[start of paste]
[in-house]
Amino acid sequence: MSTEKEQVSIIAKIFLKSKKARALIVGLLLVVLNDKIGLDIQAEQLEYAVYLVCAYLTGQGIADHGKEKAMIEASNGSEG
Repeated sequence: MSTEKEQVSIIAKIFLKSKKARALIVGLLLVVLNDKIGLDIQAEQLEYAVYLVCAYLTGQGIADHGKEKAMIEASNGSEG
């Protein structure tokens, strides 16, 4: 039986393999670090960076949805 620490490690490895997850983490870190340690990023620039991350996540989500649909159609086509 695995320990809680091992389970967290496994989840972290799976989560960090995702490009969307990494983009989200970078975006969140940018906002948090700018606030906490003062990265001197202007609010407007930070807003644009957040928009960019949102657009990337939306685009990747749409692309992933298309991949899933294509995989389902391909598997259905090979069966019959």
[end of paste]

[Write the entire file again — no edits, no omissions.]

[in-house]
Amino acid sequence: MSTEKEQVSIIAKIFLKSKKARALIVGLLLVVLNDKIGLDIQAEQLEYAVYLVCAYLTGQGIADHGKEKAMIEASNGSEG
Repeated sequence: MSTEKEQVSIIAKIFLKSKKARALIVGLLLVVLNDKIGLDIQAEQLEYAVYLVCAYLTGQGIADHGKEKAMIEASNGSEG
């Protein structure tokens, strides 16, 4: 039986393999670090960076949805 620490490690490895997850983490870190340690990023620039991350996540989500649909159609086509 695995320990809680091992389970967290496994989840972290799976989560960090995702490009969307990494983009989200970078975006969140940018906002948090700018606030906490003062990265001197202007609010407007930070807003644009957040928009960019949102657009990337939306685009990747749409692309992933298309991949899933294509995989389902391909598997259905090979069966019959």